Read the rest of this article at: aeon

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One Day in early 2017, Mike Offit went to the Yale Club in Manhattan for a lunch hosted by a group called Business Executives for National Security. Offit, who has a craggy face and shoulder-­length hair, had spent much of his career in banking, but that had ended nearly two decades earlier. Since then, he had puttered around the outskirts of finance, dabbled in journalism and even published a novel about a pair of murders at a fictional German-­owned Wall Street bank that bore a striking resemblance to the one that he worked for until 1998: ­Deutsche Bank.

These days, Offit had time on his hands, which is how he found himself at the Yale Club that afternoon. Slanting winter sunlight illuminated the white-­columned walls of the club’s dining room. Offit was chatting with an American military officer about weaponry when his iPhone buzzed. He saw an email from the White House Executive Office of the President. How strange, Offit thought.

The message contained a PDF file: a scanned printout of an email he had sent Donald Trump several months earlier, in the waning days of the presidential campaign. Offit had known Trump for decades. At ­Deutsche Bank, he had lined up huge loans to finance Trump’s construction and renovation of landmark Manhattan skyscrapers, at a time when the default-­prone real estate developer and casino magnate was no longer able to get loans from most mainstream financial institutions. The two men stayed in touch afterward. Offit’s 2014 book, “Nothing Personal,” even featured a blurb from Trump: “Michael Offit offers a colorful insight into how the big money is made — and/or taken — on Wall Street.”

Read the rest of this article at: New York Times

News 02.05.20 : Today’s Articles of Interest from Around the Internets

News 02.05.20 : Today’s Articles of Interest from Around the Internets

Dr. Lynn D’Andrea was standing in a small consultation room on one of the upper floors of the Children’s Wisconsin hospital this past Fourth of July weekend when a younger colleague on the pulmonary team, Dr. Brian J. Carroll, told her she needed to see a teenager who was having severe difficulty breathing. As Carroll later explained, young doctors are trained to deliver a quick, single-sentence synopsis — a “one-liner” — to the attending physicians in the hospital when preparing them for a new consultation. The one-liner in this case began, “Previously healthy teenager coming in with two to three weeks of fever, weight loss, bilateral chest X-ray findings.”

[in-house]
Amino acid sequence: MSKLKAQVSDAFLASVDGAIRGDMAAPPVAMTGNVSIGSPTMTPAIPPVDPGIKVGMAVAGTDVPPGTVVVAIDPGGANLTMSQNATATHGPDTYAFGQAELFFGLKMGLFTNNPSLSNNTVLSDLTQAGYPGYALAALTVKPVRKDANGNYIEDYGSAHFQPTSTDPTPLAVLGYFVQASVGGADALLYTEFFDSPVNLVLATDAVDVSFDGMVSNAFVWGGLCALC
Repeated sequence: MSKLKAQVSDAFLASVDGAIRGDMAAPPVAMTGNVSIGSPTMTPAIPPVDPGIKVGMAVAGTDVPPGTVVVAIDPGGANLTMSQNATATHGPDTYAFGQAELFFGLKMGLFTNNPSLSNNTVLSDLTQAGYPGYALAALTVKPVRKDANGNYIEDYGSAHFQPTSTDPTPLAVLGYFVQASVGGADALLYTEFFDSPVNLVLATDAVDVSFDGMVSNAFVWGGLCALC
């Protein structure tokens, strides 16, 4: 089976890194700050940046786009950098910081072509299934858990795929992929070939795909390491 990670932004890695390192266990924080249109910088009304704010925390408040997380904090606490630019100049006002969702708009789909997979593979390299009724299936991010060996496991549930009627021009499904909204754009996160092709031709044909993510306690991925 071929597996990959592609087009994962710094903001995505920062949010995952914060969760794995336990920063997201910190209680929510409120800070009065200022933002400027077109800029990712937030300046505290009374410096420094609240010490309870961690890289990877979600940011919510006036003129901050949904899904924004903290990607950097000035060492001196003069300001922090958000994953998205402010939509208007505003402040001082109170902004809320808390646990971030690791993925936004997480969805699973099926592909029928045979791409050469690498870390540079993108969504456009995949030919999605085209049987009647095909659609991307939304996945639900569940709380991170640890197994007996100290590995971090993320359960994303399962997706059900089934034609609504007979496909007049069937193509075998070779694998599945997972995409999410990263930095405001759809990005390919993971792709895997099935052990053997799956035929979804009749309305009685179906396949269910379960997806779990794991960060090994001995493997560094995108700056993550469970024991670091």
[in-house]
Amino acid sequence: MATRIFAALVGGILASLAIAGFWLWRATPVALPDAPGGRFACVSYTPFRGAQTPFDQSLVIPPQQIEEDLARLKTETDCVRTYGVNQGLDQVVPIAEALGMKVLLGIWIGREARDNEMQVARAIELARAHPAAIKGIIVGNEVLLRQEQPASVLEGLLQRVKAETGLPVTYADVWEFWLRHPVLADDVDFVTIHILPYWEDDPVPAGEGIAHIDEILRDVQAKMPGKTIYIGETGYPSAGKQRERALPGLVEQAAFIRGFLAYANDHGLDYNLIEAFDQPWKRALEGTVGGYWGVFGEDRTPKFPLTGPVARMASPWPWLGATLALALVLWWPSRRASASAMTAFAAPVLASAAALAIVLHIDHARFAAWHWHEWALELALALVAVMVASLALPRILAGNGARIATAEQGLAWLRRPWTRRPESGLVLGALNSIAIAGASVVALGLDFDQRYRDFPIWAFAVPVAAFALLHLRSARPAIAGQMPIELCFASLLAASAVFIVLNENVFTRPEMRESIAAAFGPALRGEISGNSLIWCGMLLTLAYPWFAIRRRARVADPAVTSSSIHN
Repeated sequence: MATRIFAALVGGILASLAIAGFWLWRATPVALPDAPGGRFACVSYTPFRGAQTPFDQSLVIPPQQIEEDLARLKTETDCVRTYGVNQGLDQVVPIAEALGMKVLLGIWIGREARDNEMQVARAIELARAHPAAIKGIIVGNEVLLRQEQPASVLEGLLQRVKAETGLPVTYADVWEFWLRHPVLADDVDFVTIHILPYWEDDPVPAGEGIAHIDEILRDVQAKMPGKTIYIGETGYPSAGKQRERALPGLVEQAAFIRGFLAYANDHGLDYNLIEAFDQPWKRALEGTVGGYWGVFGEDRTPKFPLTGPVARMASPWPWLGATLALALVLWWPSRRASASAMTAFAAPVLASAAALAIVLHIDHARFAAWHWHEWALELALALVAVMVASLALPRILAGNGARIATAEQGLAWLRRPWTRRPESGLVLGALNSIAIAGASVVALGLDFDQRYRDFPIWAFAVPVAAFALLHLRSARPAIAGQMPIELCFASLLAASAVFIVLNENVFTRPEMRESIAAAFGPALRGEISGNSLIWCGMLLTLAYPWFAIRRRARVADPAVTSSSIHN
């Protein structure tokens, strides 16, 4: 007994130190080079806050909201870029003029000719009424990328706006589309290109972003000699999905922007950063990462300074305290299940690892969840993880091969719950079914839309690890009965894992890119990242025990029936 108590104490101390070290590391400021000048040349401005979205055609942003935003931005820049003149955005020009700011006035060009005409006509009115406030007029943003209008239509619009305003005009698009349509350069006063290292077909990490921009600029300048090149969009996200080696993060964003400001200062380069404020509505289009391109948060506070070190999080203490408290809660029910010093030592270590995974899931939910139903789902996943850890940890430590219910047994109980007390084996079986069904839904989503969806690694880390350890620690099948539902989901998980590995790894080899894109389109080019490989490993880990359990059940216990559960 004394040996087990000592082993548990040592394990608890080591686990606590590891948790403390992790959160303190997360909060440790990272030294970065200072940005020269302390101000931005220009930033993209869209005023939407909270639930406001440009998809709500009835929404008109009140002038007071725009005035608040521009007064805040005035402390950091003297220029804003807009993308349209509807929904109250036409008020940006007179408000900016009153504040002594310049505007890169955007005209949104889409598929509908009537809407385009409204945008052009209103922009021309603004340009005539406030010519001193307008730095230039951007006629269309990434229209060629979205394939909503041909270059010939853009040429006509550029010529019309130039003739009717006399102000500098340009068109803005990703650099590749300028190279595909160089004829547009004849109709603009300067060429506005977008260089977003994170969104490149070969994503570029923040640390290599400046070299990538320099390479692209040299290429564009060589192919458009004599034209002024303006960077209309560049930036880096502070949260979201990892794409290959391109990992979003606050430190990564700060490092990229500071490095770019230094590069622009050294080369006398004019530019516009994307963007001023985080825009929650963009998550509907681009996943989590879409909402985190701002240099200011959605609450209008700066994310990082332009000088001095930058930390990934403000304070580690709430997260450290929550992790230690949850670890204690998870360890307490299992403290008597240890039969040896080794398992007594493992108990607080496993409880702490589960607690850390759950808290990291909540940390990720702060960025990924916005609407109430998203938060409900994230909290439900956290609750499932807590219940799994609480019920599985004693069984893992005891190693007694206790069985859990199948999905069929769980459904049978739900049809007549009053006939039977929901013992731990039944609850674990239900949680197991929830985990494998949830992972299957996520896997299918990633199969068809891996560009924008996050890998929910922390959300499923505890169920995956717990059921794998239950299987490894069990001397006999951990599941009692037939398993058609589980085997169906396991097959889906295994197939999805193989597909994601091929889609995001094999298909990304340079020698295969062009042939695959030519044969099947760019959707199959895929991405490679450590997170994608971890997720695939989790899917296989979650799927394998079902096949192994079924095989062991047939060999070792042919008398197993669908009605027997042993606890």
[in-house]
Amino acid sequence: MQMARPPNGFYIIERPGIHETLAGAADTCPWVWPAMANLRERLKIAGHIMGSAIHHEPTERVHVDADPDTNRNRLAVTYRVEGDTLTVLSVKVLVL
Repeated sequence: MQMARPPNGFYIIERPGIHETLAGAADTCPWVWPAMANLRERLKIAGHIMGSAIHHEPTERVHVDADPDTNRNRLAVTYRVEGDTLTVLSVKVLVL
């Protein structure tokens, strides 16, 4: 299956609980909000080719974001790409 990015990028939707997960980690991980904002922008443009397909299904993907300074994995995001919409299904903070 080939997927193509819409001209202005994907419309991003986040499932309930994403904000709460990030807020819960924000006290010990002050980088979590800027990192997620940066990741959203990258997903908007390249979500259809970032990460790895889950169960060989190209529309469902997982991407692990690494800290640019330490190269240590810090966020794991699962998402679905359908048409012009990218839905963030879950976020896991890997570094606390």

D’Andrea, who had been on call at the hospital that entire week and holiday weekend, at first believed Carroll had misspoken. “I thought we were mixed up,” she admitted, “and he was telling me the same consult for a second time.”

“No, Dr. D’Andrea,” Carroll replied. “There are three of them.”

Beginning the previous Monday, July 1, three adolescents had shown up at the hospital with eerily similar and baffling symptoms: extremely rapid and labored breathing (“Breathing like a gerbil,” in the words of Dr. Michael Meyer, head of the hospital’s pediatric intensive-care unit), weight loss, chest pain, and coughing. Chest X-rays and CT scans were puzzling, too. Instead of a typical picture of pneumonia, in which the signs of infection tend to cloud a particular area on one side of the lungs, these images showed a diffuse “ground glass” pattern on both sides. Even more curious, there was a clean margin — a “sparing” — at the edges of the lungs in the CT images. That wasn’t typical of pneumonia but more like some kind of environmental exposure.

“I think the one-liner was the exact same for three patients in a row,” Carroll said. “That starts to raise some eyebrows.” Whatever caused their illnesses wasn’t sudden. They had all been sick for a couple of weeks before something tipped them over into severe respiratory distress, breathing 40 or 50 times a minute. “That rate for a teenager is very close to impending respiratory failure,” said Meyer.

Epidemiologists call this a “cluster,” a burst of cases occurring together in time and place. It may have been a coincidence that most of the first patients came from the same suburban area west of Milwaukee, according to D’Andrea, but this led the doctors to seek a common factor. And that’s when the rest of Carroll’s one-liner began to seem more than incidental: “And they’re all reporting a history of significant vaping.”

In gathering case histories from adolescents, doctors deliberately ask them about drugs, sex, smoking, and other social habits when their parents are out of the room. In this case, D’Andrea and Meyer didn’t need to worry. “Those kids were telling me everything,” D’Andrea said. “They were scared.” Prior to feeling ill, they told the doctors, they had all been using e-cigarette devices and vaping products containing THC, the psychoactive ingredient in cannabis.